HYMN IN TIMES OF DISTRESS AND
DANGER, O God, that madest earth and sky, the darkness and the day, Give ear to this Thy family, and help us when we pray! For wide the waves of bitterness around our vessel roar, And heavy grows the pilot's heart, to reach the rocky shore.
The cross our Master bore for us, for Him we fain would bear, But mortal strength to weakness turns, and courage to despair; Then mercy on our failings, Lord, our sinking faith renew! And when Thy sorrows visit us, O send Thy patience too!
BEFORE THE SACRAMENT.
BREAD of the world, in mercy broken!
Wine of the soul, in mercy shed !
Look on the heart by sorrow broken,
Look on the tears by sinners shed,
That by Thy grace our souls are fed !
YOUNG SERVANT'S FRIENDLY IN
We have received a little work, with the above title, by Mrs. Copley (late Mrs. Hewlett), the author of • Cottage Comforts, &c.” It is written in question and answer, and contains much useful advice. It has already been published in different numbers of the “Gleaner" for 1826. Persons of all ranks of life may be benefited by the following remarks.
Question. What are those principles and habits which we all should cultivate ?
· Answer. The first is integrity, uprightness, or honesty: never on any account, either forcibly or secretly, to take from another person any thing, however small, that is his property.
Truth, and sincerity,—this will prevent us from harbouring for a moment, any wish to deceive or mislead our neighbour.
Sobriety, or strict moderation in the use of our daily supplies.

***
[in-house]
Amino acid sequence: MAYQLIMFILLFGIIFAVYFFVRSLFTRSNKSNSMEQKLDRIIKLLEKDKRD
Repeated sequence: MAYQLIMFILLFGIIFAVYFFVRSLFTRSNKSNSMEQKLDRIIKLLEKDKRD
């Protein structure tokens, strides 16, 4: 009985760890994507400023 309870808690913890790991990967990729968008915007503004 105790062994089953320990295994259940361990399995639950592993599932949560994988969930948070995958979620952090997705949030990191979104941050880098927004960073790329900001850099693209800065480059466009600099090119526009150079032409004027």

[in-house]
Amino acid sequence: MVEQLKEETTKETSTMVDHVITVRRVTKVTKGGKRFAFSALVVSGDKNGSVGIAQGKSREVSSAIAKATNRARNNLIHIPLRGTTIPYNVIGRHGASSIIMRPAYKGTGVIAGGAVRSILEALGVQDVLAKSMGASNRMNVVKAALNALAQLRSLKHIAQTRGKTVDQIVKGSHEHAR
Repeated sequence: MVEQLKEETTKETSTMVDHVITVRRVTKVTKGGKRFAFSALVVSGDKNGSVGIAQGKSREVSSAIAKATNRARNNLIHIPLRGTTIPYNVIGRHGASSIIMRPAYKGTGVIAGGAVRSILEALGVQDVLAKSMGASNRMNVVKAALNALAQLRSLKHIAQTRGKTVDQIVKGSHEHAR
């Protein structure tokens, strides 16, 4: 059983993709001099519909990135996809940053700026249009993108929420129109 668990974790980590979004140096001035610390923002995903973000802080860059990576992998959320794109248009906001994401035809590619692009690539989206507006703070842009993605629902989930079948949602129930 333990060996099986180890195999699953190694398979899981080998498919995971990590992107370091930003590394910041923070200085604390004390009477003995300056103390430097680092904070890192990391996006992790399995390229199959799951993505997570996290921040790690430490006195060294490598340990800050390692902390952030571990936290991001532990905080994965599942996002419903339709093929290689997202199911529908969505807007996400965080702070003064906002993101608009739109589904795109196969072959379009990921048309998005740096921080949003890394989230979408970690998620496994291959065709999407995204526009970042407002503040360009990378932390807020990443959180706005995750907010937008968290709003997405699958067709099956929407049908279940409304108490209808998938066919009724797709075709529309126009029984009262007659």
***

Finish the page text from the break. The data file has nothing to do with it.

Prudence, which teaches what is proper to be done, and what to be avoided. It also suggests the best means, manner, order, season and method of doing and leaving undone. It will also shew itself in our choice of companions, and in steadiness, decency, and propriety towards those with whom we associate. This is especially needful to young females. It will be seen in the strict modesty that should regulate both their dress, and their manners.
Young Servant's Friendly Instructor. 61 Good temper, or a constant willingness to serve and please those with whom we are connected; to bear with failings, and pass over injuries ; to receive reproof with meekness, and submit to circumstances with serenity and cheerfulness.
Industry. An idle person is always a useless and contemptible being, wherever he may be found. .
Regularity; for, without this, a vast deal of activity may be spent to no good purpose: things might almost as well be left undone, as not done at the right time.
Perseverance, or a steady going on in the discharge of duty ; for, if one day be spent in bustle; and another in idleness, no great advancement will be made in what is really useful.
Forecast, or Good management ; for without a constant habit of looking forward, to consider what will be wanted-and when,-we shall be liable to a continual return of wants, which we are not prepared to meet.
Contentment ; or a disposition to be satisfied with our lot in life, and to make the best of our circumstances whatever they may be. Without this, no person in the world can be happy, for the highest lot in life, as well as the lowest, is, after all, but a mixed portion.
A spirit of subordination ; that is, a willingness to acknowledge the authority and to comply with the wishes of those under whom you are placed. Without this, all must be confusion and contention in families, as well as in larger societies.
Teachableness;—always to be willing to be taught; laying aside all self-conceit. Be attentive, and ready to improve by what you hear and see.
A youth who is desirous of gaining information, on every proper subject, and learning to perform every useful service, is sure to make himself valuable to his employers, and bids fair to rise to respectability, and perhaps to independance.